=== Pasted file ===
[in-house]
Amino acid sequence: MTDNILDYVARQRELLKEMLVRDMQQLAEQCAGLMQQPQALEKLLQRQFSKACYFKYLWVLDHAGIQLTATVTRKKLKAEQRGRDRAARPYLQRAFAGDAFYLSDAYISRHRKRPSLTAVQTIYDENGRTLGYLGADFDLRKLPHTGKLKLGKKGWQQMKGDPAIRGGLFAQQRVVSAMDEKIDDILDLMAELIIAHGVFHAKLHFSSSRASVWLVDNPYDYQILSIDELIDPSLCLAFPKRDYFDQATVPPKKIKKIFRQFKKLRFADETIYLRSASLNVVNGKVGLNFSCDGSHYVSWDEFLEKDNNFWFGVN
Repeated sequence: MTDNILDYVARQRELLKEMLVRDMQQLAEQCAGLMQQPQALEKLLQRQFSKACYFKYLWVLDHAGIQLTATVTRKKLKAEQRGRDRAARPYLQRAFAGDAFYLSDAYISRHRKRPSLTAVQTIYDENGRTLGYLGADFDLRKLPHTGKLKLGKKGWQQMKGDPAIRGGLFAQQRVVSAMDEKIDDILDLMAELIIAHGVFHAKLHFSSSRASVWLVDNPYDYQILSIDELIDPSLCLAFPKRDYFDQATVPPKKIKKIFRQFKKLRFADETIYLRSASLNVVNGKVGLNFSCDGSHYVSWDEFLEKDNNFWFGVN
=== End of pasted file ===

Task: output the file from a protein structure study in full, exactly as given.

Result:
[in-house]
Amino acid sequence: MTDNILDYVARQRELLKEMLVRDMQQLAEQCAGLMQQPQALEKLLQRQFSKACYFKYLWVLDHAGIQLTATVTRKKLKAEQRGRDRAARPYLQRAFAGDAFYLSDAYISRHRKRPSLTAVQTIYDENGRTLGYLGADFDLRKLPHTGKLKLGKKGWQQMKGDPAIRGGLFAQQRVVSAMDEKIDDILDLMAELIIAHGVFHAKLHFSSSRASVWLVDNPYDYQILSIDELIDPSLCLAFPKRDYFDQATVPPKKIKKIFRQFKKLRFADETIYLRSASLNVVNGKVGLNFSCDGSHYVSWDEFLEKDNNFWFGVN
Repeated sequence: MTDNILDYVARQRELLKEMLVRDMQQLAEQCAGLMQQPQALEKLLQRQFSKACYFKYLWVLDHAGIQLTATVTRKKLKAEQRGRDRAARPYLQRAFAGDAFYLSDAYISRHRKRPSLTAVQTIYDENGRTLGYLGADFDLRKLPHTGKLKLGKKGWQQMKGDPAIRGGLFAQQRVVSAMDEKIDDILDLMAELIIAHGVFHAKLHFSSSRASVWLVDNPYDYQILSIDELIDPSLCLAFPKRDYFDQATVPPKKIKKIFRQFKKLRFADETIYLRSASLNVVNGKVGLNFSCDGSHYVSWDEFLEKDNNFWFGVN